Adding walking exercise to the bowel cleansing procedure results in better colonic cleansing without increasing patient discomfort and should be recommended as part of routine colonoscopic bowel preparation in ambulatory outpatients, physicians in South Korea report.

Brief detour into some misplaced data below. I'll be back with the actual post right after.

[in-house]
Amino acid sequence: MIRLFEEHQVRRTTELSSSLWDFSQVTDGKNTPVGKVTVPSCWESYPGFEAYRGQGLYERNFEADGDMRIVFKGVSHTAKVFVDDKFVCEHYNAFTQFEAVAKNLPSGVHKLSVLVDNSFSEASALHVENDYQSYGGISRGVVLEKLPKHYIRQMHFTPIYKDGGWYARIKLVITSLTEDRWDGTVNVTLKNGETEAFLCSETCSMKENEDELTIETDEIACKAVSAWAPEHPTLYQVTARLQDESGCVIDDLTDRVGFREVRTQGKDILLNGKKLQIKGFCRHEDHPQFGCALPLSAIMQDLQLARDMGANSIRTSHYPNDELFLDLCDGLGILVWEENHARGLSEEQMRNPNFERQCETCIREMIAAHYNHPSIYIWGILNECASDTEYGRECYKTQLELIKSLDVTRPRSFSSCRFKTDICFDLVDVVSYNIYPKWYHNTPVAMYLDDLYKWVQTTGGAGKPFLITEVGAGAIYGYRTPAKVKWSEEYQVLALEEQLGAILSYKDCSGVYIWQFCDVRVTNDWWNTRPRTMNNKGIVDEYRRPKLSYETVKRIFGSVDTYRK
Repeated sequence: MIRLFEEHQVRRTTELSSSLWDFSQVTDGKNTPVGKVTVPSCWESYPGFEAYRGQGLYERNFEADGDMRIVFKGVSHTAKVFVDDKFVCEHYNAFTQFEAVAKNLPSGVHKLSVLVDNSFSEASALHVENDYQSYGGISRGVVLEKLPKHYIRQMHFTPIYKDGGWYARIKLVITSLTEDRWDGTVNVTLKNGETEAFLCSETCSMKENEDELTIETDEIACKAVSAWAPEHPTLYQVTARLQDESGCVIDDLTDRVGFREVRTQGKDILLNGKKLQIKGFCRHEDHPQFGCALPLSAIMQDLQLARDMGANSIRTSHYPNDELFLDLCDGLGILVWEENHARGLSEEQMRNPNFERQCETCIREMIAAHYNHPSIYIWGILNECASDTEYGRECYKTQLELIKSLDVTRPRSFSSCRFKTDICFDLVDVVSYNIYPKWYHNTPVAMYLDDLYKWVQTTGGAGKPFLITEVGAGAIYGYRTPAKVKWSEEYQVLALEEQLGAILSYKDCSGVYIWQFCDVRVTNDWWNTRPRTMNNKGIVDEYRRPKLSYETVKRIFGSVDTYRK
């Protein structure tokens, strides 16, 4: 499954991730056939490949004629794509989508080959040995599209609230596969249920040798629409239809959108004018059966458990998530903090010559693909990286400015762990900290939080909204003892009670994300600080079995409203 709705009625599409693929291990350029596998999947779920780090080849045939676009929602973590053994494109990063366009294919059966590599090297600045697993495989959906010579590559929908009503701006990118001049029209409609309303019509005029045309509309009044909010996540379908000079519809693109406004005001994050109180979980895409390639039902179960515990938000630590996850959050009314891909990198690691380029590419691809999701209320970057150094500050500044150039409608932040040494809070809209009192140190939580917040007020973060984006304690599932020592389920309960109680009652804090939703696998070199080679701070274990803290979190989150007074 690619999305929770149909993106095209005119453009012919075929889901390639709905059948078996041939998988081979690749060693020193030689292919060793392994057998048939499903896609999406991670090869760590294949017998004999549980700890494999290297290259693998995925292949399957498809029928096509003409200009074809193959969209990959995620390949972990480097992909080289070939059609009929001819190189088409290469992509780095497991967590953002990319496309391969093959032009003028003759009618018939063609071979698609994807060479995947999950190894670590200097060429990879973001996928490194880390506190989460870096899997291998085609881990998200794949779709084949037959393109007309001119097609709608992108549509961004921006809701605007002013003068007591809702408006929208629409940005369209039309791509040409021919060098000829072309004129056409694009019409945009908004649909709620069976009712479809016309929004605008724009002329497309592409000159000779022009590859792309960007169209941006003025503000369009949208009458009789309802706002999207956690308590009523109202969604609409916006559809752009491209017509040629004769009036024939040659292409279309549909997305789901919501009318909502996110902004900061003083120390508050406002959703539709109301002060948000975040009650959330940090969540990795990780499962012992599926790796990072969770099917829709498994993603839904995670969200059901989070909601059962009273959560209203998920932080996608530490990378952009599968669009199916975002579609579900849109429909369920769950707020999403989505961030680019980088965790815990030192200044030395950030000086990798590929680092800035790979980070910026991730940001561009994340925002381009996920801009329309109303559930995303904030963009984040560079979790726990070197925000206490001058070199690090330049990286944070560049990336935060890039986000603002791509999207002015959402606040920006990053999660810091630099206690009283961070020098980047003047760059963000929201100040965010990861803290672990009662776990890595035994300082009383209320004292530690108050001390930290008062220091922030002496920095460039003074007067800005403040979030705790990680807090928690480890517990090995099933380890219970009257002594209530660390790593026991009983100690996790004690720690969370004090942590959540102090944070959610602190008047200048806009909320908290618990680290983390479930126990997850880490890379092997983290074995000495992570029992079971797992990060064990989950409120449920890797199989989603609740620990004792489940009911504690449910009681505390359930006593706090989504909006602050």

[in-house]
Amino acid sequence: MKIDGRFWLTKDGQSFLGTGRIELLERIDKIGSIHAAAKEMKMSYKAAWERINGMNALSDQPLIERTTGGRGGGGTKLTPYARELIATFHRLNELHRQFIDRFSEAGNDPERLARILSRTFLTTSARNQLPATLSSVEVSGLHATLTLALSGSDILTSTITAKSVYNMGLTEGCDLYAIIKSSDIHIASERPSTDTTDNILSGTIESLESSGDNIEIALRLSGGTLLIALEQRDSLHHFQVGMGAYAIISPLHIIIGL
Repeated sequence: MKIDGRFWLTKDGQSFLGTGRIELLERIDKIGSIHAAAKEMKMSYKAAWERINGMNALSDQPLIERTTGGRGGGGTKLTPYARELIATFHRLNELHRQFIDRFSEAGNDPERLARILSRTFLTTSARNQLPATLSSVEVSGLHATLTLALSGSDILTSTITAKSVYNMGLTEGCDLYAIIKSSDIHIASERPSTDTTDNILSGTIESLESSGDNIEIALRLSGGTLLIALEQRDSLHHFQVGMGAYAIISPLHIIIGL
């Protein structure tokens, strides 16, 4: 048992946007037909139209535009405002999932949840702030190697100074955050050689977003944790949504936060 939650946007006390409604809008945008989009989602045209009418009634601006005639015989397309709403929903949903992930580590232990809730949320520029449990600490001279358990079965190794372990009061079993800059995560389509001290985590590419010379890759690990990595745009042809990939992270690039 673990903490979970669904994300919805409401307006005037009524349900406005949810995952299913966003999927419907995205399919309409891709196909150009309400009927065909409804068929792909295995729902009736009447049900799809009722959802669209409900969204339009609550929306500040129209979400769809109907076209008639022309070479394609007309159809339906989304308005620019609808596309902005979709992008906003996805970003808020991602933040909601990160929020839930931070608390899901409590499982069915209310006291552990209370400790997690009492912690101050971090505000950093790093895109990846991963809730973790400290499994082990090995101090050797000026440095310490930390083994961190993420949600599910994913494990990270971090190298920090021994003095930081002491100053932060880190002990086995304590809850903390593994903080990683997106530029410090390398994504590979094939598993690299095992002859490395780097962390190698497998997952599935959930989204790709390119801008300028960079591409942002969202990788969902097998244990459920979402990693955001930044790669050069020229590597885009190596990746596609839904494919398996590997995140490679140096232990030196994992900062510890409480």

“Adequate bowel preparation is one of the most difficult aspects of colonoscopy,” Dr. Hyun Soo Kim and colleagues note in their report in the American Journal of Gastroenterology for September 5. A key barrier to successful colonoscopy is inadequate bowel cleansing, with poor preparation increasing the risk of missed lesions, complications and a prolonged procedure time.Based on animal studies showing that exercise improved defecation, Dr. Kim, from Yonsei University Wonju College of Medicine in Seoul, and colleagues theorized that walking exercise would improve colonic cleansing. For their prospective study, they randomly assigned patients to walking exercise (n = 182) or to a nonexercise group (n = 174), with both groups drinking 2.5 to 3 L of polyethylene glycol solution (PEG).Those randomized to the walking exercise group were instructed to drink 250 mL of PEG and then walk at least 5 minutes at intervals of 10 minutes until they had finished consuming the PEG. Those in the nonexercise group drank 250 mL of PEG every 10 minutes, resting in between.Significantly more patients in the exercise group had excellent or good preparations (40.7% versus 25.3% in the nonexercise group. Multivariate analysis also showed that walking improved the proportion of satisfactory colonic cleansing (odds ratio 2.06; p = 0.003), regardless of the presence of constipation.Subgroup analysis showed walking to be of additional benefit in patients younger than 65 years old and in patients without obesity or a past history of abdominal or gynecologic surgery. Therefore, the authors advise, “walking exercise for colonoscopic bowel preparation should be recommended primarily for younger nonobese ambulatory patients without a history of abdominal or gynecological surgery.”(Source: Am J Gastroenterol 2005;100:1964-1969: Reuters Health: Oncolink: October 2005.)